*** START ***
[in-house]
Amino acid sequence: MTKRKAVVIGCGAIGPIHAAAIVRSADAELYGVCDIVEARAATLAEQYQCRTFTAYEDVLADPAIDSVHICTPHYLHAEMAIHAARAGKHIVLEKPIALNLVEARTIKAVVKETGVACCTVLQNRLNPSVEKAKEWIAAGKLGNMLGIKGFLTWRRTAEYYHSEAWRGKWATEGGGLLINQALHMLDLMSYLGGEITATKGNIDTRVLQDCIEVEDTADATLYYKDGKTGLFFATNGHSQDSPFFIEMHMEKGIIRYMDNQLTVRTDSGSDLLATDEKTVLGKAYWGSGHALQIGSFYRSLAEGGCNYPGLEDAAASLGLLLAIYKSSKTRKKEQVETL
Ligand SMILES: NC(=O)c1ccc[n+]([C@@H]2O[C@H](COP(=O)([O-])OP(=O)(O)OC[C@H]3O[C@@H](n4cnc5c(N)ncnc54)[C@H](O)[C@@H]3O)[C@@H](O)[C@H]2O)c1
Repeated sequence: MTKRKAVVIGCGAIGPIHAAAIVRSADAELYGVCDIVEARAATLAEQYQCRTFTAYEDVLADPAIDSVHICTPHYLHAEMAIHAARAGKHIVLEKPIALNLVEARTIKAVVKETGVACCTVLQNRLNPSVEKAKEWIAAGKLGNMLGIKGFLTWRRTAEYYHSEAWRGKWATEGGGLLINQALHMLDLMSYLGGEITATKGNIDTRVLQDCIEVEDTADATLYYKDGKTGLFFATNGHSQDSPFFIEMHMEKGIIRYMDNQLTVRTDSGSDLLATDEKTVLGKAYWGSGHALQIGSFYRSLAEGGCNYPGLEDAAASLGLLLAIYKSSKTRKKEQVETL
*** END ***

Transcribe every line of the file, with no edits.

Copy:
[in-house]
Amino acid sequence: MTKRKAVVIGCGAIGPIHAAAIVRSADAELYGVCDIVEARAATLAEQYQCRTFTAYEDVLADPAIDSVHICTPHYLHAEMAIHAARAGKHIVLEKPIALNLVEARTIKAVVKETGVACCTVLQNRLNPSVEKAKEWIAAGKLGNMLGIKGFLTWRRTAEYYHSEAWRGKWATEGGGLLINQALHMLDLMSYLGGEITATKGNIDTRVLQDCIEVEDTADATLYYKDGKTGLFFATNGHSQDSPFFIEMHMEKGIIRYMDNQLTVRTDSGSDLLATDEKTVLGKAYWGSGHALQIGSFYRSLAEGGCNYPGLEDAAASLGLLLAIYKSSKTRKKEQVETL
Ligand SMILES: NC(=O)c1ccc[n+]([C@@H]2O[C@H](COP(=O)([O-])OP(=O)(O)OC[C@H]3O[C@@H](n4cnc5c(N)ncnc54)[C@H](O)[C@@H]3O)[C@@H](O)[C@H]2O)c1
Repeated sequence: MTKRKAVVIGCGAIGPIHAAAIVRSADAELYGVCDIVEARAATLAEQYQCRTFTAYEDVLADPAIDSVHICTPHYLHAEMAIHAARAGKHIVLEKPIALNLVEARTIKAVVKETGVACCTVLQNRLNPSVEKAKEWIAAGKLGNMLGIKGFLTWRRTAEYYHSEAWRGKWATEGGGLLINQALHMLDLMSYLGGEITATKGNIDTRVLQDCIEVEDTADATLYYKDGKTGLFFATNGHSQDSPFFIEMHMEKGIIRYMDNQLTVRTDSGSDLLATDEKTVLGKAYWGSGHALQIGSFYRSLAEGGCNYPGLEDAAASLGLLLAIYKSSKTRKKEQVETL